The outside counsel retained by Jefferson City to defend it against accused East Capitol Avenue property owner Barbara J. Buescher beat the Missouri Court of Appeals Western District in Kansas City filing deadline by 88 minutes Thursday, submitting a 39-page brief affirming Circuit Judge Patricia Joyce ruled correctly last May 17.
Marshall Wilson, writing on behalf of the Berry Wilson Law Firm, responded to the 53-page brief filed Nov. 25 by Buescher attorney Audrey E. Smollen, of the Rosenthal Law Firm. A three-judge panel at the Court of Appeals will now review the briefs submitted by Wilson and Smollen and deliver its decision at a later date.
Wilson said of his legal effort, "It is a strong brief outlining for the Court of Appeals the legal reasons that Circuit Judge Judge Joyce correctly held that the city acted well within its constitutional, statutory and charter powers in the way it went about recovering its costs expended in making Mrs. Buescher's properties safe for the community."
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At issue is a $24,785.33 judgment Joyce ruled Buescher owed the city for expenses the municipality incurred in resolving building code violations at 14 of Buescher's ramshackle properties in the historic East Capitol Avenue neighborhood. To date, the city has received none of the money Joyce said Buescher "is justly indebted" to pay.
Smollen, who told the News Tribune that Buescher paid for her legal services, said Thursday she could not comment on the brief filed earlier in the afternoon. Smollen had notified the Court of Appeals of her intent to oppose the Joyce ruling last June 24. Her brief was received in Kansas City the Friday after Thanksgiving, and Berry Wilson Law was originally to have replied within 30 days. Instead, the Jefferson City lawyers requested and received an additional 30 days to absorb, research and pen the rejection.
Wilson and his associates authored four basic responses to Smollen's work on behalf of Buescher.
He first asserted, "The trial court correctly entered judgment in favor of Respondent (Jefferson City) and against Appellant (Buescher) on the evidence before it. Respondent had the authority to sue for and collect the actual costs expended and the administrative costs associated therewith, from the Appellant individually."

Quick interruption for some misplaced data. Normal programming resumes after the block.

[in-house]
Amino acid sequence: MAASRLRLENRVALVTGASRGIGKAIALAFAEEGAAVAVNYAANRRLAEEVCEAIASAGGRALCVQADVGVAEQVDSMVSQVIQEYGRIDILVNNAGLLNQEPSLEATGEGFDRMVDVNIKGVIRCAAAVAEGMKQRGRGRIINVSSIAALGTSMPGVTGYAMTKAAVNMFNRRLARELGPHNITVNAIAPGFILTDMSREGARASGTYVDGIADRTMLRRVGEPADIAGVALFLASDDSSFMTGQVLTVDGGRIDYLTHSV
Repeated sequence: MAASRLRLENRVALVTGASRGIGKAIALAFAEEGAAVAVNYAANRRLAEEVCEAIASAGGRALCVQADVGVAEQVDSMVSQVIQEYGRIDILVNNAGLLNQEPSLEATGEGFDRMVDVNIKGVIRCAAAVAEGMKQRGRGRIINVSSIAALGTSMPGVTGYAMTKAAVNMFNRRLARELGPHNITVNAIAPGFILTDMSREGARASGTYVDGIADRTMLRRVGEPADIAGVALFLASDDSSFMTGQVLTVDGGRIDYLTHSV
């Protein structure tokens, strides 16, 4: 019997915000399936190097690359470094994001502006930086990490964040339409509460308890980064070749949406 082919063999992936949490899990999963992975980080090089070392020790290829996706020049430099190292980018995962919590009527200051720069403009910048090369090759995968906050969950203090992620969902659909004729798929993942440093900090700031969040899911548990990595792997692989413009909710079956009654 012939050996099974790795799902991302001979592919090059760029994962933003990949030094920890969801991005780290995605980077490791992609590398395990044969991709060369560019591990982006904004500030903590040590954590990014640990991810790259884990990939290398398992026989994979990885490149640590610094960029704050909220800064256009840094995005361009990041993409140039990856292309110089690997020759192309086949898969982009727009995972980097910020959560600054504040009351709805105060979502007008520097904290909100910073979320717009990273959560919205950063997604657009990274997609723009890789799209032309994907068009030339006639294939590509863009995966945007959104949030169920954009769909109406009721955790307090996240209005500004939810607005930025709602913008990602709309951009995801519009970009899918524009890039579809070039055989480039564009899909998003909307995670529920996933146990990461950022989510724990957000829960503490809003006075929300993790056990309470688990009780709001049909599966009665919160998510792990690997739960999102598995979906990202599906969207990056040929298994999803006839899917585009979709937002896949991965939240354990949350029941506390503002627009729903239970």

Next, Wilson states the Missouri Constitution allows a city "to board up the windows and doors of Appellant's vacant buildings, and to recover its costs therein expended."
In a third response, Wilson said of Smollen's brief, "The pleadings do not establish any facts. The evidence adduced at trial is scant and ambiguous at best. Appellant bears the burden to establish that the administrative remedies available to Appellant were insufficient under the law. In the absence of any evidence as to what hearings were held, the Judgment below must be affirmed."
Wilson's fourth level of response said, "Respondent was empowered to abate the weed and trash nuisances on Appellant's properties. Both sections (of the Constitution) and Respondent's ordinances authorized the recoupment of its abatement expenses in the trial court below. There being no error, the Judgment should be affirmed."
Finally, Wilson suggests to the multi-judge Appeals Court panel in Kansas City that Smollen must be denied her request.
"The trial court took evidence that consisted of the Respondent's ordinances relating to nuisances and the Special Tax Bills and accompanying Certification of Cost documents for each of the 21 code violations and the abatement actions taken at 13 different properties owned by Appellant.
"The abatement actions included demolition of buildings, boarding up windows and doors, removing trash, weeds, broken tree limbs and debris. For each type of abatement action taken, Respondent had statutory authority to (A) promulgate the ordinance, (B) perform the abatement work when and how it did and (C) to recover its abatement costs in the trail court below."
In Missouri, an appeal is neither a retrial or a new trial. No new witnesses are heard and no new evidence is received by the Appeals Court. The appeal is based on arguments there were errors in the original trial's procedure or the trial judge erred in his or her interpretation of the law — thus great importance is placed by the three-judge panel on the briefs now filed by Wilson and Smollen on behalf of their clients.